Section 4) History and current pattern of abuse.
It has long been recognized that marijuana is no more dangerous than alcohol, caffeine, and nicotine, other drugs whose use is far more prevalent in the United States than marijuana.
Marijuana use remains a widespread, persistent, and unregulated social practice among all age groups in the United States. Nearly 80% of marijuana users do not use other illegal drugs.
There is no evidence that this widespread use indicates equally widespread abuse of marijuana.
The credibility of government provided information about marijuana and health decreases as age and education increases, discrediting the hypotheses that marijuana use is inversely dependent on risk perception.
Marijuana’s schedule I status has failed to keep marijuana away from school-age children.
The prevalence of alcohol and tobacco use by school-age youths exceeds and precedes marijuana use. Targeting marijuana use as a convenient battleground for the prevention of “drug abuse” is like closing the barn door after the horses have already left the barn.
Marijuana use alone results in less emergency room visits per 100,000 population than common household painkillers or benzodiazepines.
Marijuana law enforcement efforts persist as the dominant supportive force in the supply and distribution of marijuana in the United States.
Marijuana’s schedule I status instigates international competition to supply illicit marijuana to American users.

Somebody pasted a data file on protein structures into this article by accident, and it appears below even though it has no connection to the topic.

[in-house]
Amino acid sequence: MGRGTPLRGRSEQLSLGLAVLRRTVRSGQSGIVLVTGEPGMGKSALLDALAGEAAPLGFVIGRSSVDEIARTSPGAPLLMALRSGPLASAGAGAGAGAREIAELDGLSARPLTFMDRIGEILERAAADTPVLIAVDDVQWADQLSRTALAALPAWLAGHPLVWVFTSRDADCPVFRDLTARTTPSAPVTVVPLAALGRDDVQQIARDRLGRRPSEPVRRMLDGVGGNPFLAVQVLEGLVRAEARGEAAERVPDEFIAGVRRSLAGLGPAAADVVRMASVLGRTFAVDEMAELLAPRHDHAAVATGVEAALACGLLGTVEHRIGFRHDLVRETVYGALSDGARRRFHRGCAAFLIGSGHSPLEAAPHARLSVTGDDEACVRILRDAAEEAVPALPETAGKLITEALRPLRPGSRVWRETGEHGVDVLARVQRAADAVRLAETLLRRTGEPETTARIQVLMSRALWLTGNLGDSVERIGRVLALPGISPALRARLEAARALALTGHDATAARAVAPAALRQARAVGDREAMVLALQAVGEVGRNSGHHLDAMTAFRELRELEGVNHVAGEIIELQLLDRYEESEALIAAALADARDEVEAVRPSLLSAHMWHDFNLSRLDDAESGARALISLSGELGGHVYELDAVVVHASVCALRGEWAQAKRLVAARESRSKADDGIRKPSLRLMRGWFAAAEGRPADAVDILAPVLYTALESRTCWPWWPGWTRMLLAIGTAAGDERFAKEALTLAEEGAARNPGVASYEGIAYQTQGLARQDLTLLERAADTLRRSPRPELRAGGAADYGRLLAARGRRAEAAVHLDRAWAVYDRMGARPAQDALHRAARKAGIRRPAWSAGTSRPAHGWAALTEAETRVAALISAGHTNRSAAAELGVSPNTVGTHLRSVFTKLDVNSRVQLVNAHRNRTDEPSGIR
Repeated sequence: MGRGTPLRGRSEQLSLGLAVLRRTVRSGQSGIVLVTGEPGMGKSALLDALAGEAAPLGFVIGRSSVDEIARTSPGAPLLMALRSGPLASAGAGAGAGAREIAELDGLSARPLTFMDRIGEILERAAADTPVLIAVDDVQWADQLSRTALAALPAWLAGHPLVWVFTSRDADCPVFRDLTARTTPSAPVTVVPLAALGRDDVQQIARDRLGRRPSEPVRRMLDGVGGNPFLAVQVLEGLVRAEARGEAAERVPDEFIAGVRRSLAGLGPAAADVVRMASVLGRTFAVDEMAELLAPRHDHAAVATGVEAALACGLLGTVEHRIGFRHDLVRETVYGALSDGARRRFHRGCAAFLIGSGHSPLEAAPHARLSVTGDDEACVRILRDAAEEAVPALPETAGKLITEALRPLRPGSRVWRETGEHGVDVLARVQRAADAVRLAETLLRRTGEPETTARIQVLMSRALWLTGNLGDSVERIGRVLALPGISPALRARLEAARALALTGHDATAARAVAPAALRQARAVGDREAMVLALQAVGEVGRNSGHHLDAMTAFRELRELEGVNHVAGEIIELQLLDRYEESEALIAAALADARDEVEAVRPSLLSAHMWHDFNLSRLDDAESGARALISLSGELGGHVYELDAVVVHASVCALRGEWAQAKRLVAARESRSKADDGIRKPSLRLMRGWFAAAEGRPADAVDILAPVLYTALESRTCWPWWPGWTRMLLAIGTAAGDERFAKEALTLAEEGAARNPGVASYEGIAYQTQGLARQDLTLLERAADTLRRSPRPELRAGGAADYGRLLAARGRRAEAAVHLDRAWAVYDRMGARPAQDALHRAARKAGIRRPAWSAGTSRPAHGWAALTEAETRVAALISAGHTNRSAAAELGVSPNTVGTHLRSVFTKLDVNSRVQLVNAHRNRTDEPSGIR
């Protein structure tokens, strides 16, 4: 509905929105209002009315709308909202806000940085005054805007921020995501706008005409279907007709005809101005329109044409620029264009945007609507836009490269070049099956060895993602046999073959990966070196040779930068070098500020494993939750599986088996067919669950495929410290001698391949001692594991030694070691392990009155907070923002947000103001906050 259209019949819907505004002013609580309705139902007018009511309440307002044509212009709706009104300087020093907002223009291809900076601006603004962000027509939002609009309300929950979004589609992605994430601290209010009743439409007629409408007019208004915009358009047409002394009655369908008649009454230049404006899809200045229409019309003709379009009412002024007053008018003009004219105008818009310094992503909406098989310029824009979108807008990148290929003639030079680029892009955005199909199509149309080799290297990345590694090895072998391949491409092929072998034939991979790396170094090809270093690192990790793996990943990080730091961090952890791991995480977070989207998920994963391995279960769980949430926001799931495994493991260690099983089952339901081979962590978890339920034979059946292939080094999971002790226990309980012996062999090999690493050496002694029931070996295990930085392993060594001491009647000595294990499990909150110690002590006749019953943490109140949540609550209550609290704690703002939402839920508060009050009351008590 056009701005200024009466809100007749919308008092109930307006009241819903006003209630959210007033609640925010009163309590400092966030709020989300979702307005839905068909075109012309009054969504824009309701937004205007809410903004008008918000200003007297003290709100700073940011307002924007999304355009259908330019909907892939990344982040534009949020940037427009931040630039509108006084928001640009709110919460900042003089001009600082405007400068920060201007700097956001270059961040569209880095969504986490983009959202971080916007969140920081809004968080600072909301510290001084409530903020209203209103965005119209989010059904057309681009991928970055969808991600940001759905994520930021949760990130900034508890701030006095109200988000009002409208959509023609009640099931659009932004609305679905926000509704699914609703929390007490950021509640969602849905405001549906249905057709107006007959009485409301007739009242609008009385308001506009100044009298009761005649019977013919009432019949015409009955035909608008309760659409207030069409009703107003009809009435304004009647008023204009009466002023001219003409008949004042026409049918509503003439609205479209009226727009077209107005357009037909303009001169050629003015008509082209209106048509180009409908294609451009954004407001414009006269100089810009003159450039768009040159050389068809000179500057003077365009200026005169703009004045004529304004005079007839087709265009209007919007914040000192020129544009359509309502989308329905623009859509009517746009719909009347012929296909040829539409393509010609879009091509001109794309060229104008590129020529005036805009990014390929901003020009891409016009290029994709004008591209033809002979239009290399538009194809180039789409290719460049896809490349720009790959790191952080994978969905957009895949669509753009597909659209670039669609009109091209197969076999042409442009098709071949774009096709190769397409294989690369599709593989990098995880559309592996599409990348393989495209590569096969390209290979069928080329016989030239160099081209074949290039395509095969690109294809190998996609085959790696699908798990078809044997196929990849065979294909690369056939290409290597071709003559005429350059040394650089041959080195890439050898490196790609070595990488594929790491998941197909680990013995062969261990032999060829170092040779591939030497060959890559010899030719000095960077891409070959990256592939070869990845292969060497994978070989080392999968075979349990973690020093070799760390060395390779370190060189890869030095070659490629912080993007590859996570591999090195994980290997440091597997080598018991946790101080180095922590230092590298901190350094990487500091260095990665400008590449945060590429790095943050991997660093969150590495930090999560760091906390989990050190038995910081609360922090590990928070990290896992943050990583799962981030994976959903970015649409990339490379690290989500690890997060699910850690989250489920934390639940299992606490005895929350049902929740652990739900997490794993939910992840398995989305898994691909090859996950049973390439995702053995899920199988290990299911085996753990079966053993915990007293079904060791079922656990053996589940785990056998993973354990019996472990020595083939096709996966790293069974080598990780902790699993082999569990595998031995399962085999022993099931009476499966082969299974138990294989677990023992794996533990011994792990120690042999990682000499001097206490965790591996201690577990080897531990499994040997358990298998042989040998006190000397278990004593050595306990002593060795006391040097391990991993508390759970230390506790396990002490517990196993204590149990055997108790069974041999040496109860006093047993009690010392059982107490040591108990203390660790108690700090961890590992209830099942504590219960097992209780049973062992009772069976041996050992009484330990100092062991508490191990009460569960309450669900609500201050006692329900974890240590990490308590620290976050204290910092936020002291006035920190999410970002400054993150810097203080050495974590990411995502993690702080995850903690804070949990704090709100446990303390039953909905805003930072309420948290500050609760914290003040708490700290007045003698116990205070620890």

Marijuana arrests continue to consume law enforcement resources; arrests continue on the level of several hundred thousand per year.
The efforts to legitimize marijuana’s schedule I status at all costs results in several errors in reasoning popular in anti-marijuana warnings. Examples include: 1) National surveys do not support the assertion that people must be scared of marijuana not to use it, 2) Marijuana users are portrayed as polydrug users, when in fact a majority do not use other illegal drugs, 3) Unfounded and inaccurate comparisons are used to defend the erroneous assertion that marijuana is now more potent that the marijuana available in the 1970’s, and 4) research hypotheses are presented to the public as findings of fact, such as claims that marijuana harms every biological system to which it is exposed.
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